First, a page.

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Carolyn Kaster / AP

Kellyanne Conway was overheard making fun of fellow White House colleagues and discussing West Wing matters to reporters during a party at the British Embassy in D.C. last Thursday, Politico Playbook reported. This challenges what she told Mike Allen on June 7 during our Axios News Shapers event, when she suggested that everyone in the WH gets along and that no one is really in the doghouse.

What Conway said, per Playbook:

  • She was overheard mocking WH Chief of Staff Reince Priebus and his efforts to stop leaks: "No leaks guuuys," she said, according to a source who started a "Kellyanne Leaks" Twitter account during that event.
  • "He should just be honest: 'I'm upset because there's someone working on a story who pronounces it RAYNSE instead of REINCE.'"
  • She questioned out loud what Legislative Director Marc Short does all day as part of his job. "Honestly, what... does Marc Short do all day?" she asked, according to the source behind the Twitter account.
  • And Conway said she is "the one catching the slings and arrows in the West Wing."

Damage control: Conway denied the claims about Short, according to Sean Spicer who spoke with Politico. And Spicer said that Conway wasn't making fun of Priebus — he claimed she was mocking reporters "and how wrong they've been" about WH stories.

Go deeper

38 mins ago - Politics & Policy

Biden's latest executive order: Buy American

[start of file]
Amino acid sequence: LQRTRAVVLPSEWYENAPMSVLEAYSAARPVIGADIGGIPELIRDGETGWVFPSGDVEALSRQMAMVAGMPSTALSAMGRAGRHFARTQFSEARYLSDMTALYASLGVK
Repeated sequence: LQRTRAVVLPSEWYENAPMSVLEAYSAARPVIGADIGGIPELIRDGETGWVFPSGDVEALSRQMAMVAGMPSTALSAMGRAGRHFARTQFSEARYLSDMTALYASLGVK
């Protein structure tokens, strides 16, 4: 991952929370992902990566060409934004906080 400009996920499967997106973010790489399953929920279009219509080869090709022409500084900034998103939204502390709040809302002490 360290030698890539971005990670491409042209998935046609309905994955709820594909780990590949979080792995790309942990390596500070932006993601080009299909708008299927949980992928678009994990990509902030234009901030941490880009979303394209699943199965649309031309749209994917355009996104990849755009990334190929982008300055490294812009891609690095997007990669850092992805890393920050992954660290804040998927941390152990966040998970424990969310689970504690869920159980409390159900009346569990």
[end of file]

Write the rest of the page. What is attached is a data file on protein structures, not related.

President Joe R. Biden speaks about the economy before signing executive orders in the State Dining Room at the White House on Friday, Jan 22, 2021 in Washington, DC. (Photo by Jabin Botsford/The Washington Post via Getty Images)

President Joe Biden will continue his flurry of executive orders on Monday, signing a new directive to require the federal government to “buy American” for products and services.

Why it matters: The executive action is yet another attempt by Biden to accomplish goals administratively without waiting for the backing of Congress. The new order echoes Biden's $400 billion campaign pledge to increase government purchases of American goods.

Tech digs in for long domestic terror fight

Illustration: Sarah Grillo/Axios

With domestic extremist networks scrambling to regroup online, experts fear the next attack could come from a radicalized individual — much harder than coordinated mass events for law enforcement and platforms to detect or deter.

The big picture: Companies like Facebook and Twitter stepped up enforcement and their conversations with law enforcement ahead of Inauguration Day. But they'll be tested as the threat rises that impatient lone-wolf attackers will lash out.

The pandemic could be worsening childhood obesity

Illustration: Aïda Amer/Axios

The 10-month long school closures and the coronavirus pandemic are expected to have a big impact on childhood obesity rates.

Why it matters: About one in five children are obese in the U.S. — an all-time high — with worsening obesity rates across income and racial and ethnic groups, data from the National Health and Nutrition Examination Survey show.

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